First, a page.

After college and then graduate school, I lost a lot of friends to geographical sprawl. I have stayed steadfastly put here in Boston, watching friend after friend take off for Washington, D.C., Chicago, San Diego, New York, Tennessee and countless other states. And while I still love and cherish their presence in my life, it is not, and will not ever, be the same. Each good friend who moves away leaves a little hole in your life, a scratch in the fabric of your existence. I can be proud of them and excited from afar, but it comes with just a trace of sadness that they’re gone.
Boston is filled with twenty-somethings in the same semi-lonely state so one might assume it would be easy to make new friends. Wrong, wrong and so wrong. This is a topic of another post, but the NY Times did a great job explaining it here. Over the past few months, though, people I never thought would become a part of my life, or never thought would return to my life, have suddenly appeared. As if the heavens noticed that my heart needed some suturing and sent me the people who could do it.
There must be some grand plan for all of us up there in the sky, right? Whether it’s God, another deity that suits your religious beliefs, or just a tech-savvy guy with a super-computer, there are some things that have the definite ring of destiny to them. For me the past few months, I have had both the dumb luck to run into some wonderful women from my past and the smarts to realize that these ladies are meant to be in my life and will evidently find a way to be there. For anyone else experiencing this, let them stay. Otherwise, they will simply find another path. And these people will keep popping up in unexpected places until you open your heart and your life to them.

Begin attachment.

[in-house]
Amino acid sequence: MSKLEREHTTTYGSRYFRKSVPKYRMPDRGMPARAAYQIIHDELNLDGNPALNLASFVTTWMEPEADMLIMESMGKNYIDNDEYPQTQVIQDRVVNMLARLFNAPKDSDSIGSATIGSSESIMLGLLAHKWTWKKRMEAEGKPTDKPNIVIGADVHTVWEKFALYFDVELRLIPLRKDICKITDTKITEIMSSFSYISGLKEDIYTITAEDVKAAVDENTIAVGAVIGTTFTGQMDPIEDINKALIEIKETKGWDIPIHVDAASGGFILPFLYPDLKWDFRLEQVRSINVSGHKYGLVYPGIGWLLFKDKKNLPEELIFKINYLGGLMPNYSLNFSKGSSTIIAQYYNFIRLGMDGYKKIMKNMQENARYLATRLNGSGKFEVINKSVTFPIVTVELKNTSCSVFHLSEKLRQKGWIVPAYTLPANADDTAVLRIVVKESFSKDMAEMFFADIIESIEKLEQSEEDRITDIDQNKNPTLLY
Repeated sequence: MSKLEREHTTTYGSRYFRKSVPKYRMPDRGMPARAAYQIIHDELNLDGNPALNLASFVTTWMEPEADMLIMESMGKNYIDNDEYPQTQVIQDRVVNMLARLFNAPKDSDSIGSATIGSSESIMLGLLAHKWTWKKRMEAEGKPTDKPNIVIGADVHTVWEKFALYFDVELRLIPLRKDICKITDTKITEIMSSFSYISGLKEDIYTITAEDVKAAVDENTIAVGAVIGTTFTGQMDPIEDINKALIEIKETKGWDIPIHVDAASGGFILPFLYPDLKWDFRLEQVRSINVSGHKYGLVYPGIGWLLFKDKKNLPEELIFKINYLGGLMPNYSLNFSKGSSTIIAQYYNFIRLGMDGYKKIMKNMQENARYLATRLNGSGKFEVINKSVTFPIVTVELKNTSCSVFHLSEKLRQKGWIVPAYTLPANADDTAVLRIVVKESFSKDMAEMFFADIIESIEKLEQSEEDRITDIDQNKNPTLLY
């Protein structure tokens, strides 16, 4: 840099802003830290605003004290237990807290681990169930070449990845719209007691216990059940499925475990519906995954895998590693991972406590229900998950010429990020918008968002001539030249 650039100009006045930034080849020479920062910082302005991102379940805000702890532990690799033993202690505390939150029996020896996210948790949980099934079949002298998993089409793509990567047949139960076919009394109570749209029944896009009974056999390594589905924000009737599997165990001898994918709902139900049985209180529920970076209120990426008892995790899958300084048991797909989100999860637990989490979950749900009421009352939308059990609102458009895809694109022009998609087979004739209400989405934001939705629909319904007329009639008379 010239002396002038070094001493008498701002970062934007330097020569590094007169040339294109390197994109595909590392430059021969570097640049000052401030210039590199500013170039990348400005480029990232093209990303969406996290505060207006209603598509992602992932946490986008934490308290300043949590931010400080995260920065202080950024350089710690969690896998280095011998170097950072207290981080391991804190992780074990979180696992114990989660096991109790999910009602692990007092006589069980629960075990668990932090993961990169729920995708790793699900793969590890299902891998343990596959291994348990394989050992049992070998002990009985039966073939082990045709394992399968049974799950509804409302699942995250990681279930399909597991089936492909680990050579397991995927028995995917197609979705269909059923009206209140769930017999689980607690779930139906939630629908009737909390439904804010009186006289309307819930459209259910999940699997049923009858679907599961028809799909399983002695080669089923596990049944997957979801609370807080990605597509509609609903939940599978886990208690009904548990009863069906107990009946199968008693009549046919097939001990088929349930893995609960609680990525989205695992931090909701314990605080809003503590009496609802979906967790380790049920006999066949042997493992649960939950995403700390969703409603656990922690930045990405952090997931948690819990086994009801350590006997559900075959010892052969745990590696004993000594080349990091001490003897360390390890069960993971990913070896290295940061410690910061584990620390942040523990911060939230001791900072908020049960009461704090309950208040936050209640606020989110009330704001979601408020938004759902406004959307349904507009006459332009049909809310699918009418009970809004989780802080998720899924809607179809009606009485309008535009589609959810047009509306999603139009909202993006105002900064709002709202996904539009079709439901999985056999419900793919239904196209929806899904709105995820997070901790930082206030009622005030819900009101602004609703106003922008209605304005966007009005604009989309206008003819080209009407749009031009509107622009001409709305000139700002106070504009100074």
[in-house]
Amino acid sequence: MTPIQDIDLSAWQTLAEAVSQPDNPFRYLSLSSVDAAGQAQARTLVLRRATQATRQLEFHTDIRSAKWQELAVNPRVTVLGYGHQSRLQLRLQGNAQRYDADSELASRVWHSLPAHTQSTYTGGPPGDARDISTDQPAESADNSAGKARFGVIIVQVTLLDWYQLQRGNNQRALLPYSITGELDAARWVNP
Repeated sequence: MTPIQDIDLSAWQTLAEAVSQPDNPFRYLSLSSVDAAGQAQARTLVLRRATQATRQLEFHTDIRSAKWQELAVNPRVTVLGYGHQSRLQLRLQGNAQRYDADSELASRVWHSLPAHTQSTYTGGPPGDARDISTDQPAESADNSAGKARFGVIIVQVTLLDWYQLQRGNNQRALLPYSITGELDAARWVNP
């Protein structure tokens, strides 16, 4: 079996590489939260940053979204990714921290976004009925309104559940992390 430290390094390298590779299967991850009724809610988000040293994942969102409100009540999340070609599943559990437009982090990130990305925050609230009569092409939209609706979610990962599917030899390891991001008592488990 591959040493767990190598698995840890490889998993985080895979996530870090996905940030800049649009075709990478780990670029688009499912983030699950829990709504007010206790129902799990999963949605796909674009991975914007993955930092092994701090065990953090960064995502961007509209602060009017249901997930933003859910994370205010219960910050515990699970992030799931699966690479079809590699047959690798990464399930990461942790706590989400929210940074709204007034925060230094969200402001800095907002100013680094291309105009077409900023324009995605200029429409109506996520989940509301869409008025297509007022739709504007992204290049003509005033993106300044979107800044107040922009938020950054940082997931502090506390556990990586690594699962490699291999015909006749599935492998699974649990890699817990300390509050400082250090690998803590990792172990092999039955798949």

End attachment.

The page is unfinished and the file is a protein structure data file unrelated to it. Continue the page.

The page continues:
Of course, opening up your world to new friends (which is exactly what I am suggesting you do) can be completely terrifying. Who doesn’t have a healthy amount of scar tissue from old, soured relationships? I’ve experienced it all: backstabbing, judgments and sabotage. But I’ve also experienced the best in people. And I’ve discovered that our relationships are like a garden, they constantly need weeding, watering, food and attention. The past five years have been weighted towards loss. Friendships lost to relocation and friendships lost because they just weren’t working.
And now, feeling settled in Boston, I have engagement celebrations to go to, potluck dinners and doggie playdates, midday coffee breaks and maybe even a new training partner. And this all because I had the sense to open my eyes to the women living around me.